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Bats Dive in for a Drink

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Bats Dive in for a Drink

Published on May 26, 2016


long-eared myotis drinking
A long-eared myotis (Myotis evotis) drinking water from a pond.
Credit: Micheal Durham / Minden Pictures

Many people like to go out for a jog in the cool of the night. Working up a sweat in the dark feels nice and whenever you get thirsty, just reach for your water bottle. But not everyone has a bottle ready for a quick drink. Some of the other animals out at night have to look long and hard to stay hydrated. Water sources are important to any species, especially in the arid south western US, but for bats water isn’t something they can get just anywhere.

How badly bats need water isn’t an easy question to tackle. According to Dan Taylor the Director of Public Lands Programs from Bat Conservation International and Water for Wildlife (a program devoted to public land management for wild species), without a good place to drink bats populations would suffer in ways that are hard to detect. Without secure water sources “the bats may not have successful breeding that year or have a lower survivorship from juvenile to adult” says Taylor. 

With the treacherously fast moving water making the Mimbres River too dangerous to drink from, and with nonnative plants, drought, and other issues reducing the availability of pooled water, thirsty fliers have a big problem. Luckily, Taylor and Water for Wildlife are on the job. When Taylor took on the Mimbres River project he saw that “fixing up the aquatic ecology and the riparian habitat, would benefit a whole suite of wildlife.” The habitat restoration project was originally bird focused, but Taylor was quick to realize the potential benefits for the more than 20 bat species of the area. “I thought that these were some of the same habitats, the same water sources, that are needed by bats and other threatened and endangered wildlife,” said Taylor.

The Acequia Spring before and after restoration
The Acequia Spring before and after restoration
Credit: Dan Taylor

 

So what’s the plan? According to Taylor, since they finished turning a dry pond into a vibrant wetland for local wildlife, Water for Wildlife and its partners will now focus on the Mimbres River itself. “This fall we will be working on about a half a mile of the upper Mimbres River,” he explained, restoring “where it has been impacted over the years by historic over grazing, logging, road building, and wildfire as well.” Slowing down the Mimbres River would provide the bats with somewhere safe to drink and keep them from become dangerously dehydrated.

Since bats can’t land to drink they need to have enough unobstructed airspace to maneuver around before they can successfully reach the water. For some species this might mean as much as 20 feet of “swoop zone” before they feel safe enough to try, not to mention the dangers of trying to drink from running water and getting swept away with the current. “[If] the water’s moving too fast or if there’s a lot of obstructions like vegetation or, fences… that obstructs access to the water’s surface, [the bats] might not be able to get a drink from that site.”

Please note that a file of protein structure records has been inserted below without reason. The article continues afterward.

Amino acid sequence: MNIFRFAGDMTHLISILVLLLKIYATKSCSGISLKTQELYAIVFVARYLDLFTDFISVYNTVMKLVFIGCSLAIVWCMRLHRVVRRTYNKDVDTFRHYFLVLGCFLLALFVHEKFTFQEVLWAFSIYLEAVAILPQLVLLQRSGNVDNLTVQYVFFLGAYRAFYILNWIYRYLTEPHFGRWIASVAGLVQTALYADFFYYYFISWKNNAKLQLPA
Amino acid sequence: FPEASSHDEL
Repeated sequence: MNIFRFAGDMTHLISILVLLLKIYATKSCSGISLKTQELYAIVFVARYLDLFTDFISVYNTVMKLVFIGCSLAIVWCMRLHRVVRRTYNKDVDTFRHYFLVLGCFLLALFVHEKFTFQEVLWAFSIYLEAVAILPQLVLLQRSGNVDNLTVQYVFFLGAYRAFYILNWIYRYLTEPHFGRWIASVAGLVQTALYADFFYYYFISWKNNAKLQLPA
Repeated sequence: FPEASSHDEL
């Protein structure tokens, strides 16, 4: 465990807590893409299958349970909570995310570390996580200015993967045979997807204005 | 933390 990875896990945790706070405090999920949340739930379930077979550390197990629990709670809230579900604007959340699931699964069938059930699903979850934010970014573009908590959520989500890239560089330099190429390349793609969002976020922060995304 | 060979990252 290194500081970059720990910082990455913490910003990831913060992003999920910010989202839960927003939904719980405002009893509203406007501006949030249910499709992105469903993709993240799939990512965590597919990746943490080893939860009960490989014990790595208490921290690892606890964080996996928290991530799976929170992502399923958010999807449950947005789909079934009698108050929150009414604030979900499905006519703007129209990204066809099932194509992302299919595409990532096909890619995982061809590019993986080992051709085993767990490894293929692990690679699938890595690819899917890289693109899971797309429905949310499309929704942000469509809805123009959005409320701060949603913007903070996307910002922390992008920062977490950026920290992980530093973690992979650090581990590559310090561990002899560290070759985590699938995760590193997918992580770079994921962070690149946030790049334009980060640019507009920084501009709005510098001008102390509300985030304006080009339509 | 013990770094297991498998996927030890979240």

“Some people may not realize that bats have to have pooled water to drink because they drink while in flight,” Taylor explains, “they swoop down and use their tongue or lower jaw to scoop up a drink of water.” This ability to drink while in flight may have evolved to prevent the bats from becoming a meal for hungry predators like snakes because “if you landed you might make yourself more susceptible to predation,” says Taylor. 

 

wetland pond
The Rafter D Bar wetland pond before and after restoration.
Credit Dan Taylor

Together with their partners Water for Wildlife and BCI are restoring riparian habitats by removing invasive trees, like Siberian elm and tree of heaven, and replacing them with native species like cottonwoods and sycamores instead. With these new trees and additional water pooling areas in the Mimbres River the bats will not only have a great place to forage and live, but a reliable water source they can actually use.

Returning the Mimbres River back to a natural state won’t be easy, and there’s a lot of work to do, but Taylor and his team have a plan. “Right now there is very little water and what water is there kind of just runs straight off, but we’re going to get it back to a much more natural condition, restoring it’s natural meander, reducing bank erosion, and creating the conditions that form natural pools and a more consistent and natural flow regime.”

“There’s no question that it makes a big difference.” Taylor explains when asked how the bats will take to the new pools. “You can create a decent sized water source and within a night or two night the bats have found it and then use will just keep increasing as other bats locate the source.”

But that’s not all! According to Taylor the work with the Mimbres River will be much more than just a place for bats to drink. “As a healthy river system, providing drinking and high-quality foraging habitat, it’s also like a migration highway for several species. So that’s really what we want to see, an overall healthier and more productive habitat for bats and other wildlife.”

And the rest of the ecosystem? Well, they’re not forgotten either. “Not only will it [the Mimbres River Project] help improve and maintain bat populations, but a whole suite of other animals that need water.” Resident and migratory water fowl and other species like the endangered Chiricahua leopard frog will have a fantastic new home while the bats get a place to get a drink. A happy ending to a thirsty story.

 Written by Erin Zielger

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